07:33 February 7, 2010 by wood artist
While I understand the concerns on both sides of this debate, I find little sympathy for those who will likely be found out.

The real question, I think, is this. Police, at least police in the US, have routinely offered rewards for information that leads to an arrest, etc. Prosecutors have often offered plea deals, either as a way to avoid a trial (which they might lose) or to get one bad guy to testify against the others. In some cases, the deal has also included immunity from prosecution, suggesting that they believe they committed a crime, but are willing to trade away that knowledge to convict others.

So, assuming that as a starting point, is this really all that different? You have one criminal willing to rat out others, and asking for a deal to do so.

There are differences, of course, but they are not all that big. Does this set a new precedent? I suspect so. Is it good fiscal policy? Sure. Catching people who cheat on their taxes is a legitimate law enforcement aim. In the end, the question is very narrow: Is the government encouraging crime (theft of data) to identify other crime (tax evasion)? It's hard to say for sure, but that's the issue that needs to be addressed.

09:04 February 7, 2010 by SilberFuchs
Let's hope the government (France) will collect income taxes on the reported €2.5 million Germany will pay to the data thieves. Justice is a double edged sword ;-)
14:04 February 7, 2010 by Patriot001
If the theif wanted to really make some fast bucks, he could have straight away contacted the guys who had cash stashed for bribes or sold the information to some criminal gangs who want/capable to do that. Even at 10% of the 400million tax money government estimates, he could have pocketed 40 million instead of the 2.5million he is getting from german government. So I guess the theif is doing a favour on german tax payers by settling for his 2.5million and giving the information to the goverment. For those worried about individual privacy, all rights a citizen enjoy are a bargain between him and the society. When an individual breaks his side of the deal, dont expect the society to keep its side.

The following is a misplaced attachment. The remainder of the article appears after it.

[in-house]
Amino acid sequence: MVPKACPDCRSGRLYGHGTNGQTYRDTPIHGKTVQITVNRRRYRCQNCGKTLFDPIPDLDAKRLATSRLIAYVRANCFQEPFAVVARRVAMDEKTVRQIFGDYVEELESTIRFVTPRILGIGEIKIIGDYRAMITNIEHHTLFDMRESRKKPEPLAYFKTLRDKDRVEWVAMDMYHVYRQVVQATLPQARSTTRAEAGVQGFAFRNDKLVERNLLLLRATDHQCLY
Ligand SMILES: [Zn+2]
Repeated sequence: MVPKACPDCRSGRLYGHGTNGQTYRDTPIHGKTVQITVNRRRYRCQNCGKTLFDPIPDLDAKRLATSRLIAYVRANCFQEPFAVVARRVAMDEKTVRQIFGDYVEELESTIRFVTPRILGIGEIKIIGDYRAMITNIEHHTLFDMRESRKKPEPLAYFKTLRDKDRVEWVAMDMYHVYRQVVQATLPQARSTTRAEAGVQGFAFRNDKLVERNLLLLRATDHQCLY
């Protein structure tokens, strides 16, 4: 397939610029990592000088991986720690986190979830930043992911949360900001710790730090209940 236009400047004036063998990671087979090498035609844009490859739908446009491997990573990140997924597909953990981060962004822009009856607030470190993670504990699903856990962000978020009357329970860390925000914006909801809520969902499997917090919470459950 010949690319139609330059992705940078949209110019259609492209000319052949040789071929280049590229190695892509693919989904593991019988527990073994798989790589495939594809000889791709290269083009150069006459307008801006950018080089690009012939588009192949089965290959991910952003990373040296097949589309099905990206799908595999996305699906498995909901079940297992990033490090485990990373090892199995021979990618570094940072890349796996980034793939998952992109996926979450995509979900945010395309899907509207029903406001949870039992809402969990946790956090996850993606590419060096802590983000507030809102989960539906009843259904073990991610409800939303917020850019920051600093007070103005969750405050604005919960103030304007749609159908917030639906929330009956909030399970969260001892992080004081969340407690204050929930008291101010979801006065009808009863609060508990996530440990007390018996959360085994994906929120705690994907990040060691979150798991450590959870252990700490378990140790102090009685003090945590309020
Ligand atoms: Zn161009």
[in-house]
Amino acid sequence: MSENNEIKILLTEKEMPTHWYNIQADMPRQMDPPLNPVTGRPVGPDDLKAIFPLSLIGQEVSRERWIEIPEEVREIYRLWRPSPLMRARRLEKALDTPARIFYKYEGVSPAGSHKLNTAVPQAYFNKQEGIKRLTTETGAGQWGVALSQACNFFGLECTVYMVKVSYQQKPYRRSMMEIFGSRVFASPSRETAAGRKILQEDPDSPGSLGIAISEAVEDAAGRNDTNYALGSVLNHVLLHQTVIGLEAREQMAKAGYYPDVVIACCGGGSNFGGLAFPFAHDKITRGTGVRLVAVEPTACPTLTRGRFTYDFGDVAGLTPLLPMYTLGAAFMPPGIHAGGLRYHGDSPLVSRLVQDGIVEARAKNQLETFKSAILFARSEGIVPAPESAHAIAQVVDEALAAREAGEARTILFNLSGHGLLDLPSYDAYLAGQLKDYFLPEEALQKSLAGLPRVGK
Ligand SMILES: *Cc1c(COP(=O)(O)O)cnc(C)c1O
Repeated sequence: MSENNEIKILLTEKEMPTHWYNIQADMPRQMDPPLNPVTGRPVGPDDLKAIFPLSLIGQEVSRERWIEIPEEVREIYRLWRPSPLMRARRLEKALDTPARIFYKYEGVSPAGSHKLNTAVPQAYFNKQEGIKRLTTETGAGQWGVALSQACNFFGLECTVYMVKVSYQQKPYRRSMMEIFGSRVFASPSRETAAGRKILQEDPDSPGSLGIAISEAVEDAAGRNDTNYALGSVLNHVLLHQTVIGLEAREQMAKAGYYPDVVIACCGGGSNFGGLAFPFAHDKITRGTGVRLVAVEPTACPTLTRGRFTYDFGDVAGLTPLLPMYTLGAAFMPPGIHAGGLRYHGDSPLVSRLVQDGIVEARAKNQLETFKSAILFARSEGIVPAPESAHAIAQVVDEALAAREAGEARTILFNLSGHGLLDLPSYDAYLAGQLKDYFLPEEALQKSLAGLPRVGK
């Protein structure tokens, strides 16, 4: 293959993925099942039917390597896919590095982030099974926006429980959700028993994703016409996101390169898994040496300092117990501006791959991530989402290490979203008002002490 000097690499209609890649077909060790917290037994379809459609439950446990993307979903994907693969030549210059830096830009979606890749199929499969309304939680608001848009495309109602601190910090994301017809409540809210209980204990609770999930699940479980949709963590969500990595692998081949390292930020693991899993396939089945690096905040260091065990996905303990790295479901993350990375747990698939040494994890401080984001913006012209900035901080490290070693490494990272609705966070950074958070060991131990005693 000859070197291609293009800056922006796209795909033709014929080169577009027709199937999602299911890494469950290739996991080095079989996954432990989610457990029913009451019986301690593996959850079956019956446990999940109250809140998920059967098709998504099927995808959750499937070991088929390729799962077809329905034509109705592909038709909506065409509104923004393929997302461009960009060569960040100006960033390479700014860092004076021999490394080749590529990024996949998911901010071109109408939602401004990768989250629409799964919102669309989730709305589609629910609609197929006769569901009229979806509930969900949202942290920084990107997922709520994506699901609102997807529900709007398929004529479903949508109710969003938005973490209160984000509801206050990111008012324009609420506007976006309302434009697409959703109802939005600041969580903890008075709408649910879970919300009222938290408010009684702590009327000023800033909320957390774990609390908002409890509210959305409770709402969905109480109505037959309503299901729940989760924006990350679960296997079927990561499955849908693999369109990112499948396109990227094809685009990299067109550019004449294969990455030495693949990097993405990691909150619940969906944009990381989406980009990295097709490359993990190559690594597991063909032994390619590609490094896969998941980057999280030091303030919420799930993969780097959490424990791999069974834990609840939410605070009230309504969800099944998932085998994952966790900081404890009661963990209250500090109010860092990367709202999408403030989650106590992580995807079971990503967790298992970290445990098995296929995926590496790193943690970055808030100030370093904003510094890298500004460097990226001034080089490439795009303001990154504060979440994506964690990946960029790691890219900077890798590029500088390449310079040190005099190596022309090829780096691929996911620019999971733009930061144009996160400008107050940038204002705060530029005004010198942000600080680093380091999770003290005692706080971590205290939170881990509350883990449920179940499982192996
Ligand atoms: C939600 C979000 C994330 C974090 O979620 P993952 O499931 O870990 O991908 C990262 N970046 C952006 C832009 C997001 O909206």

08:44 February 8, 2010 by Eyeball
This is another case of System failure.

Failure 1, The behaviour of incompetent arrogant and sometimes totally stupid politicians, for not pre empting the situation.

They always act after the event and make it easier to cover their own dubious activities.

Failure 2, Every bank could just deduct the tax due, then remit it to the applicable home countries of thir clients and all this unnecessary drama could be eliminated.

The banks are all controlled by a central ruling body, so it should not be too difficult to implement internationally.
09:23 February 8, 2010 by Legal E
Let us throw out the whole idea of the ECHR and obtaining evidence legally for a court case... in fact we did this before did we not, yep, lets get our old friends together, you know, before 1989. They did that snooping thing then, ah it was ok then so it must be ok now. In fact, did we not justify crime to meet an ends before.. you know it was before 1945.. bit dark I know but we done it then so its justified today... Dear oh dear. I have lost all credibilty for the DE government. Why do they not address the root of the problem of why they put the money there in the first place!!!